If you can find a better car guy

On second thought, never mind, you can’t:

Lee Iacocca didn’t design the K-car, but that’s OK; he didn’t design the Mustang either. He merely willed them both into existence, forced the appropriate decisions on executive teams with Michigan myopia and a profound disinterest in anything going on beyond their country clubs and wood-paneled executive suites. You’ll read a lot about the man today, both here and elsewhere, but what I want to emphasize for just a moment is the singularity, and the excellence, of Iacocca’s vision.

He was a “product guy,” like Bob Lutz and many others, but unlike many of those fellows he internalized the product desires of working fathers as easily as he understood what Frank Sinatra might want in an Imperial coupe. No other automotive executive can claim to have created two major segments of the American market; Lido did it with the Mustang and he did it again with the minivan. He also understood the importance of execution; from the very beginning, the K-car had higher quality than any of its Chrysler predecessors or, in the opinion of this writer at least, the FWD competition from General Motors and Ford.

The General’s X-cars — Chevy Citation and its kin — were pretty terrible, and it didn’t take all that long for the public to find out. At the time, I thought it might have been a hex: what were they thinking, borrowing the “Citation” nameplate from the top-of-the-line 1958 Edsel?

He had complete command of his relationships with both government and labor. He got the best terms possible for his bailout, then he turned around and worked with the UAW to keep the lights on. Then he paid the money back and kept his promises to the union. Look at today’s automotive CEOs. They kowtow to a coterie of international investors and slash American jobs like so much winter chaff even as they spend billions on creating suicide factories for poverty-wage, powerless minions in unregulated hellholes around the globe — all the while awarding themselves Floyd Mayweather-levels of deferred compensation, stock options, and seats on complementary boards. Mary Barra is earning $22 million a year to oversee GM’s slow slide into irrelevance; Lee Iacocca took a dollar’s worth of compensation to save the jobs of his countrymen and put Chrysler on a path to glory that would, unfortunately, end when it was all but given away to the Germans by his feckless and ignorant successors.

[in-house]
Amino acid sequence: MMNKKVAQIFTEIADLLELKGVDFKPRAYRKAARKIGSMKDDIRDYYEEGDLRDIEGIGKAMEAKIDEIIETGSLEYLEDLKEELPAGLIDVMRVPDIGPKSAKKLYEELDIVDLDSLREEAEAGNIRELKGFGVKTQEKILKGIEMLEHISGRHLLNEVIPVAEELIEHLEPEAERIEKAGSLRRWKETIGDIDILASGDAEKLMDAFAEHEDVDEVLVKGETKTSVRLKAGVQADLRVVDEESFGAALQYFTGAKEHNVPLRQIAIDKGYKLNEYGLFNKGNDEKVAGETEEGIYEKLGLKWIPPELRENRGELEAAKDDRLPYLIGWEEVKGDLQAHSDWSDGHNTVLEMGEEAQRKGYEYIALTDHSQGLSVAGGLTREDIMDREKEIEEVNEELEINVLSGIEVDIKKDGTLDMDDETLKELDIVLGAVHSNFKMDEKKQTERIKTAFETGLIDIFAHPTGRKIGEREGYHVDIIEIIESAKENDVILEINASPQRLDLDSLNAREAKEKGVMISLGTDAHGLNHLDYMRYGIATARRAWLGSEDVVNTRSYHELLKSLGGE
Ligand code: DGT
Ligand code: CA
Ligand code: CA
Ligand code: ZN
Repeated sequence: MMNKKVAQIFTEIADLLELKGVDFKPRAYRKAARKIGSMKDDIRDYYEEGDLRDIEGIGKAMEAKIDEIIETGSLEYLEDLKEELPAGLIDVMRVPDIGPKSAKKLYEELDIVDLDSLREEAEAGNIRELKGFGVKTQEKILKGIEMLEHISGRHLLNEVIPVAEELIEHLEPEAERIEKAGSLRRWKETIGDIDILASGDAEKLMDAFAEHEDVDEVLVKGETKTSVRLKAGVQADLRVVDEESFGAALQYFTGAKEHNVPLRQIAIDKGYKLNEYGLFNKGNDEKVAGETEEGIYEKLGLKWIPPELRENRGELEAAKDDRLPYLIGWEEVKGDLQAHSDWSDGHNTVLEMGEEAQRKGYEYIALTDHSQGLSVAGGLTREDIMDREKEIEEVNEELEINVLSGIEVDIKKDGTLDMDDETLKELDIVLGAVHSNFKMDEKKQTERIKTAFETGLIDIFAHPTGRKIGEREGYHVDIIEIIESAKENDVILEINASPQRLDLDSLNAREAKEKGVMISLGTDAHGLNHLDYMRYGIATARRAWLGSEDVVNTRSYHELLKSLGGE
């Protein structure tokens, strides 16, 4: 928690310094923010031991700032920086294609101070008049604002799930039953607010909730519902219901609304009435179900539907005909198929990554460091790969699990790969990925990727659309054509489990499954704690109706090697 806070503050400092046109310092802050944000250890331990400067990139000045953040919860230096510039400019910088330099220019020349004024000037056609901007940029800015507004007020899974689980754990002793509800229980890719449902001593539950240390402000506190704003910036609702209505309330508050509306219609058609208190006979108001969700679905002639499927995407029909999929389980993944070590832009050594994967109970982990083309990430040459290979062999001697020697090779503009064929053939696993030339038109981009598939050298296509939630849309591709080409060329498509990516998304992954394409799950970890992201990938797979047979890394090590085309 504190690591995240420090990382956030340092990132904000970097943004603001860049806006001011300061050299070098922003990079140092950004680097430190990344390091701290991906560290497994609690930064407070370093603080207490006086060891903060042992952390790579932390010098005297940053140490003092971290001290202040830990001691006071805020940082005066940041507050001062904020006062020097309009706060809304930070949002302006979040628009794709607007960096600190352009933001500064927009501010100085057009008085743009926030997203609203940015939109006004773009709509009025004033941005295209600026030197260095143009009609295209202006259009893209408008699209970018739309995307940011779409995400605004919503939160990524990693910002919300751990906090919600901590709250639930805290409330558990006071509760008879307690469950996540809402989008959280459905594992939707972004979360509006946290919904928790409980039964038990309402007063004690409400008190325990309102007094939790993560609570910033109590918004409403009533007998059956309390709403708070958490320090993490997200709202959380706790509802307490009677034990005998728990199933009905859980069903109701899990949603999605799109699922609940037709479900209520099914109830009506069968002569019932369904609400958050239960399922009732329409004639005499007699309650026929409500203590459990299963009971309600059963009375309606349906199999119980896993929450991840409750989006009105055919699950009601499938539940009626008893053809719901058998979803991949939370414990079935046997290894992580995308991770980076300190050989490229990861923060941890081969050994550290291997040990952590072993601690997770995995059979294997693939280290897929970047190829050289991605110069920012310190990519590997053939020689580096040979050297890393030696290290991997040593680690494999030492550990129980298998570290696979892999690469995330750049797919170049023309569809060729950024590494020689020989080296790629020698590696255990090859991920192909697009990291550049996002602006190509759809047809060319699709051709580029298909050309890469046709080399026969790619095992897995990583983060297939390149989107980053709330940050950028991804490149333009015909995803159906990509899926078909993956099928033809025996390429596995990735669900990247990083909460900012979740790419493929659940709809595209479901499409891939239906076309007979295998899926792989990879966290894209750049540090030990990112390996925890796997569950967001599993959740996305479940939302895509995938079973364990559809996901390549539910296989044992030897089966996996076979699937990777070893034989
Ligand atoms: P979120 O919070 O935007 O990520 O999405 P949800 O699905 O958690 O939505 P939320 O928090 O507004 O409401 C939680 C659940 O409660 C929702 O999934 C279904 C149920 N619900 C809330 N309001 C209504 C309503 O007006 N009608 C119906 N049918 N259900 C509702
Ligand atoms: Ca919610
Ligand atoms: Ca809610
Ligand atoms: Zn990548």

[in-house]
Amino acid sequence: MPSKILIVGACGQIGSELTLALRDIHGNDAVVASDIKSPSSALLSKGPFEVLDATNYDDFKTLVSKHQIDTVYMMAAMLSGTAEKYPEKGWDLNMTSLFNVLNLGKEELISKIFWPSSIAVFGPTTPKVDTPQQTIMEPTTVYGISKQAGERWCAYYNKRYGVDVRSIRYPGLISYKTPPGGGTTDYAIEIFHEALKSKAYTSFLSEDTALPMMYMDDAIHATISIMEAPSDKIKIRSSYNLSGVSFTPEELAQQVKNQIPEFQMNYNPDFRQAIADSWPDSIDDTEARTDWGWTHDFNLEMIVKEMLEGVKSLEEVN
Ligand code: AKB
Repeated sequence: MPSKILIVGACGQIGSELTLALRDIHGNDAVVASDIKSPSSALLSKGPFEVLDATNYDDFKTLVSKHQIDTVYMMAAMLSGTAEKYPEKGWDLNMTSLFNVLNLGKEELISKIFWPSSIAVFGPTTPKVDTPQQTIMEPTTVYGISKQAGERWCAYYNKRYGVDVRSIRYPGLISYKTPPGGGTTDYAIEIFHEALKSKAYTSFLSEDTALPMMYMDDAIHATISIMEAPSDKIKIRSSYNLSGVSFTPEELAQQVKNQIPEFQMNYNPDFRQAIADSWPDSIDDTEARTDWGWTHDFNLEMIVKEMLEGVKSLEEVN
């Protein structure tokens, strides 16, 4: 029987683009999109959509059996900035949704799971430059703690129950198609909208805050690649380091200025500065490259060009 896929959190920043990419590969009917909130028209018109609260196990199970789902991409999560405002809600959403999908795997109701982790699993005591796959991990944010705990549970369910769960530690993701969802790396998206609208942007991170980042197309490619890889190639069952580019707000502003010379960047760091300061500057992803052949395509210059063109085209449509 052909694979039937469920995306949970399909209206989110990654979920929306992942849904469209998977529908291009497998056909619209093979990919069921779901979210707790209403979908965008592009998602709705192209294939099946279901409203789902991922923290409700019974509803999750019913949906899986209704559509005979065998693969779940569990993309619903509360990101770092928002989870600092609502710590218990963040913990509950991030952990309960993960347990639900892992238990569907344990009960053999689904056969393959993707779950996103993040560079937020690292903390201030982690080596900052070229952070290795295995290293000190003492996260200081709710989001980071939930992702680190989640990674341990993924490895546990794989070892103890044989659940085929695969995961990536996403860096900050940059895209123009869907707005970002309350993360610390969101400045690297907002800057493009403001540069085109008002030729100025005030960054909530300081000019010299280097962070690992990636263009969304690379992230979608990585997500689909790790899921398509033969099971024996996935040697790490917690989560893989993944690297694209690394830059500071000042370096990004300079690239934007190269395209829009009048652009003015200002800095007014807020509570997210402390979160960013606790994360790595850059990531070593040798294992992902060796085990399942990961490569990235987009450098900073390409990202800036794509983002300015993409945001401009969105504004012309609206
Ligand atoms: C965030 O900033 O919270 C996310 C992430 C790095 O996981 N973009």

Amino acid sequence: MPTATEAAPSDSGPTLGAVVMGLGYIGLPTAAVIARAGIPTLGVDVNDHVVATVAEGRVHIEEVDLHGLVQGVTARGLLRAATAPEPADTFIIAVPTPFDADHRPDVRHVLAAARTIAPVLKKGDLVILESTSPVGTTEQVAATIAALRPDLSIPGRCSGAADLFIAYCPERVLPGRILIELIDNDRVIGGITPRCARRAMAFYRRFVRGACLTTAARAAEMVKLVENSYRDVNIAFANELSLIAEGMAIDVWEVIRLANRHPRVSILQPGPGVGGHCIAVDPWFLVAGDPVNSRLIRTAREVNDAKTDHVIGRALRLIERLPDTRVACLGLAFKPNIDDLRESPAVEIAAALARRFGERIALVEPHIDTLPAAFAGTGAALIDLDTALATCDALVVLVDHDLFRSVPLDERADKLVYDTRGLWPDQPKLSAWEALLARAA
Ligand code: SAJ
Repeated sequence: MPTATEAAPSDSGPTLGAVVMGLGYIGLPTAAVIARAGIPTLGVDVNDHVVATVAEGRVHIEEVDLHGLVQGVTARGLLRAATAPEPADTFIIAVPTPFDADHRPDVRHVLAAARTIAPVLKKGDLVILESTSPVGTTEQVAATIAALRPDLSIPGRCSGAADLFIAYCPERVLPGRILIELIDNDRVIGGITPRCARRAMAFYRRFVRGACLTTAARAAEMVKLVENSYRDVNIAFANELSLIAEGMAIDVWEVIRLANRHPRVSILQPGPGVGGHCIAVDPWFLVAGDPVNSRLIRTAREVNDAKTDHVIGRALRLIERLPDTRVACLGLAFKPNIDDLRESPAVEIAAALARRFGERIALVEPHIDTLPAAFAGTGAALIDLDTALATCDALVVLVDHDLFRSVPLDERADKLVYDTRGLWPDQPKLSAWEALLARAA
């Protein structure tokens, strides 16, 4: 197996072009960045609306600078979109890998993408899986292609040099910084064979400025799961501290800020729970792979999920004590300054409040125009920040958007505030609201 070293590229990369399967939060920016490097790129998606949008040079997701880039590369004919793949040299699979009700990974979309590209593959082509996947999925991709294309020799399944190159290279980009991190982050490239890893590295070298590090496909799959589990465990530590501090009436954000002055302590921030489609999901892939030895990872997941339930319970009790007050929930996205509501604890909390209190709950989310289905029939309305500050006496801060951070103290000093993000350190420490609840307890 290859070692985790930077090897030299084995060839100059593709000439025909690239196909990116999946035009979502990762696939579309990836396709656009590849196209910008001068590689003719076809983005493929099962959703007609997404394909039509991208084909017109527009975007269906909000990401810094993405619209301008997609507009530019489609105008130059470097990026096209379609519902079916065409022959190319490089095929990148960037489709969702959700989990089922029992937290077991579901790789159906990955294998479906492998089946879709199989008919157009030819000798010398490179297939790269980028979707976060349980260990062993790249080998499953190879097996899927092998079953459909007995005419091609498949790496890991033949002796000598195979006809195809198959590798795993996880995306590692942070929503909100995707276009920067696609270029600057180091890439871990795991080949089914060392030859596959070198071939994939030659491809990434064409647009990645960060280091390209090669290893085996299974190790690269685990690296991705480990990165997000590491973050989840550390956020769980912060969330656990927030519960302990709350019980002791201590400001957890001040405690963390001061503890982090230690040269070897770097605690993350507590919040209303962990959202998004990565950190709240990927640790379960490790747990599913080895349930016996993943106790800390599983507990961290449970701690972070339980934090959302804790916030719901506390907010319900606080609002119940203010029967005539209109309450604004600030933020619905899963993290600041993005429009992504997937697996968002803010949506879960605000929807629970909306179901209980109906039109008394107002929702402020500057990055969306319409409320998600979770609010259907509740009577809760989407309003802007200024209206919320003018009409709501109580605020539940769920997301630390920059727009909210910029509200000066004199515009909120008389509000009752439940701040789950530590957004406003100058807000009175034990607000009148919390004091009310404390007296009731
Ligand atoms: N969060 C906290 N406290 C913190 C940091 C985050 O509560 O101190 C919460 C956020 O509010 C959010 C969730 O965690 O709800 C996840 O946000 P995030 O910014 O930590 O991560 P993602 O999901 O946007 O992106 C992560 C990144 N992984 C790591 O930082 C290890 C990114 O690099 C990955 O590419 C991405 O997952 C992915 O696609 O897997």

And the successors to those successors are busy killing off American-made cars, because the take is better on the trucks. (Ford and GM dumped their minivans long ago; only Chrysler bothers with the segment it invented.) Short-term thinking at its worst.


  1. McGehee »

    6 July 2019 · 9:58 am

    Part of Ford’s minivan problem (at least in my opinion) was, it couldn’t settle on a name for the blessed things. Aerostar/Windstar/Freestar… what would have been next, Deathstar? Battlestar? I guess a theme is almost as good as a permanent name, but not good enough. It led people (or at least me) to assume they kept changing the name to get away from the reputation of the previous generation.

    I have been seeing some Transits around, but not as many as I used to see of Flexes. The latter mystified me at first until I realized it was just a station wagon, not another SUV. Then again, except for 4WD/AWD, SUVs have really always been just glorified station wagons — the non-grand Cherokee even looked like one right up until it was discontinued.

  2. fillyjonk »

    6 July 2019 · 10:56 am

    Clearly, after Windstar they also needed Waterstar, Firestar, and Earthstar.

    (My first car was a Windstar. It was a fine car, good for hauling field equipment and fellow researchers)

    I learned to drive on a K-car and I feel like the less said about them the better. They were kind of the cheap generic food version of a car.

  3. CGHill »

    6 July 2019 · 12:37 pm

    I really can’t understand why Windstar wasn’t a bigger hit for Ford. Why, Wesley Willis wrote a song about it:


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